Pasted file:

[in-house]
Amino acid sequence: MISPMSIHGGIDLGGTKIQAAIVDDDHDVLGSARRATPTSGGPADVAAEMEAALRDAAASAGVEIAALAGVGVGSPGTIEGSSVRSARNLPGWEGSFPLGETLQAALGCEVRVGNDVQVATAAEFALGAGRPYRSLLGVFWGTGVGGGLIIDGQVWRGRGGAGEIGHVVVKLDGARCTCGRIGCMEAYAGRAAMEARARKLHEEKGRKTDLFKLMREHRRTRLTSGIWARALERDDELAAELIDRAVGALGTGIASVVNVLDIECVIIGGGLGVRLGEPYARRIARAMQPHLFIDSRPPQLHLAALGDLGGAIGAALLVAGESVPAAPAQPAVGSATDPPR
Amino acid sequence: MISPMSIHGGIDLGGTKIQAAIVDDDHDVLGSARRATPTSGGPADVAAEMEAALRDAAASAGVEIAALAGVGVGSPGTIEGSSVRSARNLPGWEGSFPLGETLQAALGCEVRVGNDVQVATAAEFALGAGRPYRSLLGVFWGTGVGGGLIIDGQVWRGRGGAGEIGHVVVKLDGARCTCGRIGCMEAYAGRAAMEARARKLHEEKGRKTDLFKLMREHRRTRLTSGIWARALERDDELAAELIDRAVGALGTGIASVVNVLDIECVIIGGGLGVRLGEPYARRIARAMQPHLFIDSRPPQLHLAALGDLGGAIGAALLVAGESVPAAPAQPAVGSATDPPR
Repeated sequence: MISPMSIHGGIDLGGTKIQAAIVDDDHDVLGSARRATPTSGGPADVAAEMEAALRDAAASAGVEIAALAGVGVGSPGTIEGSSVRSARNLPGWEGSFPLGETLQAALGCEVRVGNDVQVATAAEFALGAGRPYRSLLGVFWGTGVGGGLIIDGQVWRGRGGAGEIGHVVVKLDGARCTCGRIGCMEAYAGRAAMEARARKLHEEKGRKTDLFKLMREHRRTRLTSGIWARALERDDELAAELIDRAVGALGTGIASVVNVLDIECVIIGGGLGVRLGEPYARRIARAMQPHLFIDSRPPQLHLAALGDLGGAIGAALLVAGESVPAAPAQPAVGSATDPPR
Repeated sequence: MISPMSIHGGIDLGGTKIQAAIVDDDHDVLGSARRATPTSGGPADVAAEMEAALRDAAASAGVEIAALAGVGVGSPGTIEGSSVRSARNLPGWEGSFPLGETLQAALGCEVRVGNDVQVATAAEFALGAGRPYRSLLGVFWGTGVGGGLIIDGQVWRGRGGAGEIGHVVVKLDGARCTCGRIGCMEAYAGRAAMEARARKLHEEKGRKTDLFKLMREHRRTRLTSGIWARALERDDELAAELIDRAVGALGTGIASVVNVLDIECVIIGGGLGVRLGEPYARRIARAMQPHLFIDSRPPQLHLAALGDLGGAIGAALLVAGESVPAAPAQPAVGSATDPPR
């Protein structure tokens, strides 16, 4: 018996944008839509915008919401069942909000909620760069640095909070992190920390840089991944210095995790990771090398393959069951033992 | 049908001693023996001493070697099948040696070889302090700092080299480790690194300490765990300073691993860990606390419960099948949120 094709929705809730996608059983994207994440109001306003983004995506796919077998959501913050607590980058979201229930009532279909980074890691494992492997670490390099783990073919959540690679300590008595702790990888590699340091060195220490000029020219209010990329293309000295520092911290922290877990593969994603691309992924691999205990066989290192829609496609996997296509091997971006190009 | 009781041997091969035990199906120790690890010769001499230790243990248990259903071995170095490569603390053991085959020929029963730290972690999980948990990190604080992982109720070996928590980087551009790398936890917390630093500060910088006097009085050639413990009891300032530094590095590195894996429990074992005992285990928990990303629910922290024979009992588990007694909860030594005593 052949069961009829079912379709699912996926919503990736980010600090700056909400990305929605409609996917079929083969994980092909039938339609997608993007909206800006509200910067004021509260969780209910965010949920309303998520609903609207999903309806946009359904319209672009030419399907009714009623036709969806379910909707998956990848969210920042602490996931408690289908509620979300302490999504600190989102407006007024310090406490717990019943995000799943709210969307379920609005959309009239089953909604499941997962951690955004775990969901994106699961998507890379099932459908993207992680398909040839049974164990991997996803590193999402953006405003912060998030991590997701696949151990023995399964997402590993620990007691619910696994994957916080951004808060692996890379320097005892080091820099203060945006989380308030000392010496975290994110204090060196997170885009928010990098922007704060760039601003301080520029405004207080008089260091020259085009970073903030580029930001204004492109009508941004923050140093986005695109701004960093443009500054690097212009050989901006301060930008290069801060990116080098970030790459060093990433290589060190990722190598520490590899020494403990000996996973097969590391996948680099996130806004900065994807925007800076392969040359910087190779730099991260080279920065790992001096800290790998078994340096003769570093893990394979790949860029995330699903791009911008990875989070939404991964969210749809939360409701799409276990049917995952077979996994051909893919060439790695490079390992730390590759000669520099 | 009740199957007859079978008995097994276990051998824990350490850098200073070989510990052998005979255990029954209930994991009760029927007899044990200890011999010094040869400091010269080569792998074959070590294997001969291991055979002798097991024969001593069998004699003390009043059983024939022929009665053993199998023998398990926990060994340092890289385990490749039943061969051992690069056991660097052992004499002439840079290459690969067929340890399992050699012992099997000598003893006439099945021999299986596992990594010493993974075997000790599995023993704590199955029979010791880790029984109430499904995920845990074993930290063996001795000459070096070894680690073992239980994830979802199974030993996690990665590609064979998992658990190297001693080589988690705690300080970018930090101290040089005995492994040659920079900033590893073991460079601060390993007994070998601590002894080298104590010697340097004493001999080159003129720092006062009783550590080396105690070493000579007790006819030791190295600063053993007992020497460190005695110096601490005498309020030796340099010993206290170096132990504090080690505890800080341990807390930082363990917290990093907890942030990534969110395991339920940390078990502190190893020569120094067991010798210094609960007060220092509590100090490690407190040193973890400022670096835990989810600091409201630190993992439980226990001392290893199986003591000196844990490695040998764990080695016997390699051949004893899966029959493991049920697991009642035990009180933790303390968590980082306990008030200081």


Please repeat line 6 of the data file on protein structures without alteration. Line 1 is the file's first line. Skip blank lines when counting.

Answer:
């Protein structure tokens, strides 16, 4: 018996944008839509915008919401069942909000909620760069640095909070992190920390840089991944210095995790990771090398393959069951033992 | 049908001693023996001493070697099948040696070889302090700092080299480790690194300490765990300073691993860990606390419960099948949120 094709929705809730996608059983994207994440109001306003983004995506796919077998959501913050607590980058979201229930009532279909980074890691494992492997670490390099783990073919959540690679300590008595702790990888590699340091060195220490000029020219209010990329293309000295520092911290922290877990593969994603691309992924691999205990066989290192829609496609996997296509091997971006190009 | 009781041997091969035990199906120790690890010769001499230790243990248990259903071995170095490569603390053991085959020929029963730290972690999980948990990190604080992982109720070996928590980087551009790398936890917390630093500060910088006097009085050639413990009891300032530094590095590195894996429990074992005992285990928990990303629910922290024979009992588990007694909860030594005593 052949069961009829079912379709699912996926919503990736980010600090700056909400990305929605409609996917079929083969994980092909039938339609997608993007909206800006509200910067004021509260969780209910965010949920309303998520609903609207999903309806946009359904319209672009030419399907009714009623036709969806379910909707998956990848969210920042602490996931408690289908509620979300302490999504600190989102407006007024310090406490717990019943995000799943709210969307379920609005959309009239089953909604499941997962951690955004775990969901994106699961998507890379099932459908993207992680398909040839049974164990991997996803590193999402953006405003912060998030991590997701696949151990023995399964997402590993620990007691619910696994994957916080951004808060692996890379320097005892080091820099203060945006989380308030000392010496975290994110204090060196997170885009928010990098922007704060760039601003301080520029405004207080008089260091020259085009970073903030580029930001204004492109009508941004923050140093986005695109701004960093443009500054690097212009050989901006301060930008290069801060990116080098970030790459060093990433290589060190990722190598520490590899020494403990000996996973097969590391996948680099996130806004900065994807925007800076392969040359910087190779730099991260080279920065790992001096800290790998078994340096003769570093893990394979790949860029995330699903791009911008990875989070939404991964969210749809939360409701799409276990049917995952077979996994051909893919060439790695490079390992730390590759000669520099 | 009740199957007859079978008995097994276990051998824990350490850098200073070989510990052998005979255990029954209930994991009760029927007899044990200890011999010094040869400091010269080569792998074959070590294997001969291991055979002798097991024969001593069998004699003390009043059983024939022929009665053993199998023998398990926990060994340092890289385990490749039943061969051992690069056991660097052992004499002439840079290459690969067929340890399992050699012992099997000598003893006439099945021999299986596992990594010493993974075997000790599995023993704590199955029979010791880790029984109430499904995920845990074993930290063996001795000459070096070894680690073992239980994830979802199974030993996690990665590609064979998992658990190297001693080589988690705690300080970018930090101290040089005995492994040659920079900033590893073991460079601060390993007994070998601590002894080298104590010697340097004493001999080159003129720092006062009783550590080396105690070493000579007790006819030791190295600063053993007992020497460190005695110096601490005498309020030796340099010993206290170096132990504090080690505890800080341990807390930082363990917290990093907890942030990534969110395991339920940390078990502190190893020569120094067991010798210094609960007060220092509590100090490690407190040193973890400022670096835990989810600091409201630190993992439980226990001392290893199986003591000196844990490695040998764990080695016997390699051949004893899966029959493991049920697991009642035990009180933790303390968590980082306990008030200081």